Met up with one of my comedy colleagues and went for breakfast and chilling out in the wake of the Royal Yacht Brittania. This was a most pleasant afternoon's conversation and relaxation. Then it was an evening meal and off to Bridge of Allan for another gig. I opened the gig and took all the weird goings on on the nose - warming the crowd as best I could. My mood was variable during that section of the evening and I needed to take some time to stand outside in the fresh air, whistling Gershwin, in order to get my head clear of anger/depression. Such is the necessity when you're trying to be an entertainer while tired and far from what might be considered normality.
After Bridge Of Allan, we hot footed it to Glasgow for another gig. This was a classic - a pub full of people who would rather talk than listen to comedy. As such, the laughter for the first act was limited. I was supposed to go on third, but I got myself bumped up to second. I wanted the challenge of trying to take the whole room on and shut the swines up. I shouted them down. I got them laughing and I told them to give a lot of support to the rest of the acts - I had a moral victory.
Then back to Edinburgh, where we spent some time in a pub I've been to a few times, making conversation with strangers as a favour. One lass approached our table in desperation because she couldn't return to her table where she'd be the obvious gooseberry, since the other two users of the table were in a clinch of some description. We kept her talking as much as her inebriation and insecurity could allow for.
Another night in the hostel of no interference. I was even in the room alone.
I needed some me time and so went for a Sunday lunchtime paper-reading in Starbucks. This was uninspiring, so I went for a walk. This was uninspiring so I went to the HMV sale. That worked well! Then I went to a bookshop who were in a state of denial over their two for one offer. I brought two books from the offer, they denied the two for one, so I brought two identical copies, which happened to have the wee sticker on, and I got the second book for free. I didn't even want the second book, I'd only picked it up, after I chose the first one, since I didn't see why I should miss out on the offer. Confusing, pointless... and moving on...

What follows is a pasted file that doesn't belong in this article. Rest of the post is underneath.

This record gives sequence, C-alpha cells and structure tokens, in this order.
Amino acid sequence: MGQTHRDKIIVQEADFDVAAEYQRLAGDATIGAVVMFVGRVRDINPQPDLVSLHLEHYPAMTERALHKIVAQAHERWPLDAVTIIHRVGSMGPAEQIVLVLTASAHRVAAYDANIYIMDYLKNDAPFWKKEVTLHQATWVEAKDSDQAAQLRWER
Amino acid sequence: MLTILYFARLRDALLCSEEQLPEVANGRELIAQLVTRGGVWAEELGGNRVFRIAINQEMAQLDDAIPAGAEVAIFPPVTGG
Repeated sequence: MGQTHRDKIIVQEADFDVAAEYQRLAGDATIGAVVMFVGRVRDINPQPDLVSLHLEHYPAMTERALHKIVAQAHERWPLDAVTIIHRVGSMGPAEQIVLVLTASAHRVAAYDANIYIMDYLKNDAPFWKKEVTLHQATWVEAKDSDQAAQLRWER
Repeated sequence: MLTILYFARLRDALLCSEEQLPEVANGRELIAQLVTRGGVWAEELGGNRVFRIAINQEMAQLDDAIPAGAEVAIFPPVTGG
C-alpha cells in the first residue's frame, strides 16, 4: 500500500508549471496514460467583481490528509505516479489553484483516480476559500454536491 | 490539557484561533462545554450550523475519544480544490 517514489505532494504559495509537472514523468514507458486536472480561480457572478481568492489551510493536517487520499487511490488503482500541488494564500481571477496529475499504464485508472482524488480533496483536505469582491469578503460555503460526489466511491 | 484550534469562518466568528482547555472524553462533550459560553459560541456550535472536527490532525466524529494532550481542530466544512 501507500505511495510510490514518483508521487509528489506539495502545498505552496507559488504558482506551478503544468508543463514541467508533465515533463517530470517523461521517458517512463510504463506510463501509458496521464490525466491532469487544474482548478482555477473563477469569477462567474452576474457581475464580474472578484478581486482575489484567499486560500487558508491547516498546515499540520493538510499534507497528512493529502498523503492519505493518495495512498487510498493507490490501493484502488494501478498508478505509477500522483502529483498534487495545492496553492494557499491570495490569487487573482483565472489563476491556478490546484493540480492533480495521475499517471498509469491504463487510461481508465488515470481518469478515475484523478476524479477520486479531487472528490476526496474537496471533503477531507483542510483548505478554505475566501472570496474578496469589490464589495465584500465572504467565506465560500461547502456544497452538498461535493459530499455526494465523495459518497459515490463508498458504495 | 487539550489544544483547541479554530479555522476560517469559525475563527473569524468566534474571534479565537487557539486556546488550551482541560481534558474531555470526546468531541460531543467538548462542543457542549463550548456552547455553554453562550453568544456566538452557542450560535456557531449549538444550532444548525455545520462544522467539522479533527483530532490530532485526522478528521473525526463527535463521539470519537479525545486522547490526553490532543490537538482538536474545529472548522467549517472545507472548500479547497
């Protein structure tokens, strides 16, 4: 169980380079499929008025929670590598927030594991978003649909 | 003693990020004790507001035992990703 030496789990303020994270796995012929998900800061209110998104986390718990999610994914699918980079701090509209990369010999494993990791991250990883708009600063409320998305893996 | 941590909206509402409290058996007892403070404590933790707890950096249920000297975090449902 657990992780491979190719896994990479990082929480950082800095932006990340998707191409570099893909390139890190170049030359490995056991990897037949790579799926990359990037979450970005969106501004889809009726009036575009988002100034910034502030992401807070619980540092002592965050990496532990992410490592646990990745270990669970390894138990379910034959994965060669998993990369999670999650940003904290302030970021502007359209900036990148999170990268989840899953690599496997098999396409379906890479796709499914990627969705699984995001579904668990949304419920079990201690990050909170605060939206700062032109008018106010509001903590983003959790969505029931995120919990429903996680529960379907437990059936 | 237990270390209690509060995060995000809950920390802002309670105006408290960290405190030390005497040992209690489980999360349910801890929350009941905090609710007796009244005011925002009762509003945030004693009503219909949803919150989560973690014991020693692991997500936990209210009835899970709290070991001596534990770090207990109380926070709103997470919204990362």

Then it was more time spent in 'bucks and then another meal. There's a lot of eating and drinking happens in the average weekend.
The final gig of the weekend was in Leith. A lovely room and lovely gig - shame that it was not better attended. I opened the show again and somewhat self-indulgently used the spotlight to honour a very important moment in my life - but I played it for laughs and got away with it. It was probably the longest set I did all weekend and I felt a lot more comfortable and appreciated than some of the larger spots I'd done.
Watching the wonderful headliner and screaming with laughter at his efforts was well worth the slightly later-than-planned stay in the city.
Driving home, I picked up a hitchhiker, dropped him off at his destination and got on with my life. It's nice to think that I gave something for nothing as the close of a weekend's efforts. I don't know what I want for myself. I don't even know why I'm doing it. Perhaps in some ways, I'm hitching myself. I'm jumping onto the next big adventure that takes me somewhere - whether it's the Ashley Frieze comedy tour, or "The Musical!" - there's definitely something to plan for and to journey through.
Ask me what it's all about in November, I suspect I'll have worked it out by then. If not, then there's no hope for me.